N-methylpiperazino Piperazino ggfisssssssssess N-pentylpiperazine N-isopropylpipcrazine N-eti ylpiperazine .do XI.

do XI.

19 l,5-di(4-piperidyl)pentnno... XI.

As previously indicated the amine acrylates are readily cured by ultraviolet light radiation or electron beam radiation or high intensity predominantly continuum light radiation. The curing is very rapid and a durable protective film is formed. One can also cure the compositions in a molded or extruded form to produce intricately shaped articles such as rods, tubes, films and the like.

The coating compositions can be applied to a surface by any of the known conventional means, including the spray, curtain, dip, pad and roll-coating techniques. The substrate to be coated can be any composition; for example, wood, metal, paper, plastic, fabric, fiber, ceramic, concrete, plaster, glass, etc.

The amine acrylate-containing compositions can be cured by ionizing radiation, either particulate or nonparticulate, or non-ionizing radiation. As a suitable source of particulate radiation, one can use any source which emits electrons or charged nuclei. Particle radiation can be generated from electron accelerators such as the Van de Graaff, resonance transformers, linear accelerators, insulating core transformers, radioactive elements such as cobalt-60, strontium-90, etc. As a suitable source of nonparticulate ionizing radiation, one can use any source which emits radiation in the range of from about 10 Angstroms, to about 2000 Angstroms, preferably from about 5 10 Angstroms to about 1 Angstrom. Suitable sources are vacuum ultraviolet lamps, such as xenon or krypton arcs, mercury lamps, and radioactive elements such as cesium-137, strontiumand cobalt-60. The nuclear reactors are also known to be a useful source of radiation. As a suitable source of non-ionizing radiation, one can use any source which emits radiation of from about 2000 Angstroms to about 4500 Angstroms. Suitable sources are mercury arcs, carbon arcs, tungsten filament lamps, Xenon arcs, krypton arcs, sunlamps, lasers, and the like. All of these devices and sources are well known in the art and those familiar with the technology are fully aware of the manner in which the radiation is generated and the precautions to be exercised in its use.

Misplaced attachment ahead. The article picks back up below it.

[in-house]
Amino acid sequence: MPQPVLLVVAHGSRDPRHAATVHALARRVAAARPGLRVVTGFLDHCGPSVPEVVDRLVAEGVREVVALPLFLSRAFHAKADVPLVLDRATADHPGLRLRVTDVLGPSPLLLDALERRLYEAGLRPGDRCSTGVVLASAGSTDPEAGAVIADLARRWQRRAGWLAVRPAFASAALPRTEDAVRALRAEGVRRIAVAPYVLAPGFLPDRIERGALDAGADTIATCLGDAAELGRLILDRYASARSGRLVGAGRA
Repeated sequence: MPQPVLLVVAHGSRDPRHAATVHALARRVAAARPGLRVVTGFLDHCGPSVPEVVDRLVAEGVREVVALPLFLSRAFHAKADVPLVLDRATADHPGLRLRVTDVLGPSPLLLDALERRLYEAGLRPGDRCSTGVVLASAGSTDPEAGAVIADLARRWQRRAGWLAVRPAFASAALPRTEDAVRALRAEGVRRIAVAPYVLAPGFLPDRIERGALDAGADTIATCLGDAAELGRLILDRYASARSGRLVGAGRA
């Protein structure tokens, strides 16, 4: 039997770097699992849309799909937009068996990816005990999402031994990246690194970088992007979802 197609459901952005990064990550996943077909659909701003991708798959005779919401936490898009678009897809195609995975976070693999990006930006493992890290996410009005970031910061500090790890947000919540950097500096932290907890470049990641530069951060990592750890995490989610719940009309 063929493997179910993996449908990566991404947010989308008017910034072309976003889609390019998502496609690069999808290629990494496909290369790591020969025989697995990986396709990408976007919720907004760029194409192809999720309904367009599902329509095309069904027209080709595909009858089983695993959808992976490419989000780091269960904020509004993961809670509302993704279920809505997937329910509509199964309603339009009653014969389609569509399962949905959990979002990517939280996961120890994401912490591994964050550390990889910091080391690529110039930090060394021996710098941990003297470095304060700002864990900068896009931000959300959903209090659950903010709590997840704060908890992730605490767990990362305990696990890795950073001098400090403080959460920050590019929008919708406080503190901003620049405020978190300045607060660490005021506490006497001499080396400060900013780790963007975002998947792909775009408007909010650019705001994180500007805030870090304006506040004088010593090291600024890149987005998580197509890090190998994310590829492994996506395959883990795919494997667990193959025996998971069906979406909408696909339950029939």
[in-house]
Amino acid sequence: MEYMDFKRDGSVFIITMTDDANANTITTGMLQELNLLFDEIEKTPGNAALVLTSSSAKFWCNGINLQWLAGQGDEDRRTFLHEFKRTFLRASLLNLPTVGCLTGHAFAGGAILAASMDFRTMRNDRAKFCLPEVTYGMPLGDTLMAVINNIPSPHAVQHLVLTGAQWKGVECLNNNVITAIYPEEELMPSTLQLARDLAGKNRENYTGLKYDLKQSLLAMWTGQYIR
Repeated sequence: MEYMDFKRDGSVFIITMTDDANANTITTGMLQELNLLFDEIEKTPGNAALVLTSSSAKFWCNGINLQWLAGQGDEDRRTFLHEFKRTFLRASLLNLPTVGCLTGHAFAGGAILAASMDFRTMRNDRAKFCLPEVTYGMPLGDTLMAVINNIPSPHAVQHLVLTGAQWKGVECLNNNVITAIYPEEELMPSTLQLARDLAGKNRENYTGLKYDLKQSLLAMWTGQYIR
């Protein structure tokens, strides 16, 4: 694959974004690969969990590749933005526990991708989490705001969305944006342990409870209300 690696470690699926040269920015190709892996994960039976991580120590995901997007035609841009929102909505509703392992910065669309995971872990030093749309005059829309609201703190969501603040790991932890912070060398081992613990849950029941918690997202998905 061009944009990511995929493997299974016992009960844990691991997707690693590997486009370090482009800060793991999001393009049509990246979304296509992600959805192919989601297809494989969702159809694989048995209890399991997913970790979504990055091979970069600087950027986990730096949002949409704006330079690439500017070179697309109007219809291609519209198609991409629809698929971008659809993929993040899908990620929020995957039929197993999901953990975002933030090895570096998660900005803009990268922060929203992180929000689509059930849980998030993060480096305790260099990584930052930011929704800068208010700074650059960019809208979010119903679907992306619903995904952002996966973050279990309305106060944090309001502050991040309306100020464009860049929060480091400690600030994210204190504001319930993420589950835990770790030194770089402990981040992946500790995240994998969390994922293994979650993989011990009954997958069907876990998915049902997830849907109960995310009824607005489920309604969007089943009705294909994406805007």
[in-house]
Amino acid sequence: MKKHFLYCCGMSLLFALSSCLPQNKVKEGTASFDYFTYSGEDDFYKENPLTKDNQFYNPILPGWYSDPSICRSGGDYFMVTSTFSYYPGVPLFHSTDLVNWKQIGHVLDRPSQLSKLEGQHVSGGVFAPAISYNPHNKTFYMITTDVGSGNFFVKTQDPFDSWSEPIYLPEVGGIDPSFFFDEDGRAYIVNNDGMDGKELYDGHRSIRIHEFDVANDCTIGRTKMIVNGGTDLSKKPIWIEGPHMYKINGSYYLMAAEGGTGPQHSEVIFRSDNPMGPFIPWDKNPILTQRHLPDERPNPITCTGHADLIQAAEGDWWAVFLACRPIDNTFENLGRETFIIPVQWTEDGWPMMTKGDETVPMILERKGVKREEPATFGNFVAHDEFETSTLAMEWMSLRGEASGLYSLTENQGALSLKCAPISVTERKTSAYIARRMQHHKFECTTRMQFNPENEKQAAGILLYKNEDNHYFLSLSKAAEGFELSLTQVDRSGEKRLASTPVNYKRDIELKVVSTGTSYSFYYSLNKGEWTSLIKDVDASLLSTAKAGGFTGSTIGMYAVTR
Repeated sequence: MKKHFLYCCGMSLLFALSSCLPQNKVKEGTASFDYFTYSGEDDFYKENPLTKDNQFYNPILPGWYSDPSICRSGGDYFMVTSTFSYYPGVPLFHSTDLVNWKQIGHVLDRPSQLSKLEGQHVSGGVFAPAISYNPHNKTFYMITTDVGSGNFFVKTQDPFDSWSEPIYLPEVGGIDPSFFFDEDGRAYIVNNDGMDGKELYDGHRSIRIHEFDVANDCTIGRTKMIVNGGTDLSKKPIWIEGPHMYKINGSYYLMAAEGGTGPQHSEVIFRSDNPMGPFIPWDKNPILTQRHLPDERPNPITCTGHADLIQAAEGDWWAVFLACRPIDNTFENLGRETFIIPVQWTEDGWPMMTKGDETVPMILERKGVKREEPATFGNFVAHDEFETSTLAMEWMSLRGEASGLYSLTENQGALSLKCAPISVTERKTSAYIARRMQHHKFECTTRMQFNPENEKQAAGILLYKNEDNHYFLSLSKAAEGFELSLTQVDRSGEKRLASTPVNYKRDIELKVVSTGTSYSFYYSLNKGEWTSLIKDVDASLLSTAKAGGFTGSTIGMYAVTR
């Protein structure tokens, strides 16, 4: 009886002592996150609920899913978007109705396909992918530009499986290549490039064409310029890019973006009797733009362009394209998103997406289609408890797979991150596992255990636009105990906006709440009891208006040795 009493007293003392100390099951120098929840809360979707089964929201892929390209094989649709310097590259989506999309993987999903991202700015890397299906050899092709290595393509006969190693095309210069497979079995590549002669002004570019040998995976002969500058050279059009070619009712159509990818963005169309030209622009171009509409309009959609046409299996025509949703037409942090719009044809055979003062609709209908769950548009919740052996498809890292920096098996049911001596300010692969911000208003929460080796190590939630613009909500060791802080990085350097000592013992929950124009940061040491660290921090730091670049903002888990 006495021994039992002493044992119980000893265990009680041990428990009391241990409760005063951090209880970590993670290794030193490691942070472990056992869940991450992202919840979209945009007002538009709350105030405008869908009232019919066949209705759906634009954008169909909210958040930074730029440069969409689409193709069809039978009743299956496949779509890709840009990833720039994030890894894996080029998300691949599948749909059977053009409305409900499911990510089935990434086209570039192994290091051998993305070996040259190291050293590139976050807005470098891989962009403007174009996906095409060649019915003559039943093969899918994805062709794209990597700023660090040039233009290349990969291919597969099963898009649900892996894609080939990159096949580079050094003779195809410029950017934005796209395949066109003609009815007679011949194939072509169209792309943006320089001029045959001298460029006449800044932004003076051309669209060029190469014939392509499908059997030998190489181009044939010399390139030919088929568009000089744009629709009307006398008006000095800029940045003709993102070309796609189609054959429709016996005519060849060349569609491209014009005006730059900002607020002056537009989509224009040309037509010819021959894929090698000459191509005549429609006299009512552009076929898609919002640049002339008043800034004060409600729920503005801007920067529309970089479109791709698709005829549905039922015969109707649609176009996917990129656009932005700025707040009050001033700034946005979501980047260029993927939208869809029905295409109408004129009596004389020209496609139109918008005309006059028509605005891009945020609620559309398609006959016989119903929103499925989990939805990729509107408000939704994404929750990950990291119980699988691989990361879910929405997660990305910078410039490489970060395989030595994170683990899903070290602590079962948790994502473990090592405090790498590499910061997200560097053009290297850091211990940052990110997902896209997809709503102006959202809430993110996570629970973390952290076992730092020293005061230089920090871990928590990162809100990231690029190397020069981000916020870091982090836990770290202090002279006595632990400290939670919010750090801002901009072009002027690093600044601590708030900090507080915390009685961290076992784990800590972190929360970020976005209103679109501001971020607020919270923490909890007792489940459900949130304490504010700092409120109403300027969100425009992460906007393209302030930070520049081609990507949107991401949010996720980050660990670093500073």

The ionizing radiation dosage necessary to effect crosslinking will vary depending upon the particular polymer that is undergoing radiation, the extent of crosslinking desired, the number of crosslinkable sites available and the molecular weight of the starting polymer. The total dosage will be from about 10' rads to 10 rads, preferably from X10 rads of 10* rads. A rad is 100 ergs of ionizing energy absorbed per gram of material being irradiated.

The radiation is carried out at a temperature below the decomposition temperature of the resin undergoing treatment, generally it is preferably from about -80 to about 125 C.

The use of low to high pressure mercury lamps to generate ultraviolet light is known. The largest such mercury lamp of commercial utility is generally about five feet long having a diameter of about one to two inches with an electrical input of about kilowatts generating a typical low intensity ultraviolet light line structure (source intensity is generally no greater than about 20 kilowatts per square foot of source projected area). An appreciable period of time is generally needed for completion of a reaction when a material is exposed to the low intensity ultraviolet radiation generated from a mercury lamp.

It has been indicated that high intensity predominantly continuum light radiation can also be used to cure or crosslink the amine acrylates or compositions containing the amine acrylates.

Recently a source of light radiation emitting high intensity predominantly continuum light radiation contain ing ultraviolet, visible and infrared radiation that can be used to polymerize monomers and to crosslink polymer compositions was discovered, namely the swirl-flow plasma arc radiation source. By means of proper light filters one can selectively screen out a portion of the light radiation emitted permitting only that wavelength portion desired to reach the material being treated.

The term high intensity predominantly continuum light radiation means continuum radiation with a source intensity of at least 350 watts per square centimeter steradian (about 1000 kilowatts per square foot) having only a minor part of the energy in peaks of bandwidths less than 100 Angstrom units, with less than about percent of the light radiated having wavelengths shorter than 4,000 Angstrom units and at least about 70 percent of the light energy radiated having wavelength longer than 4,000 Angstrom units.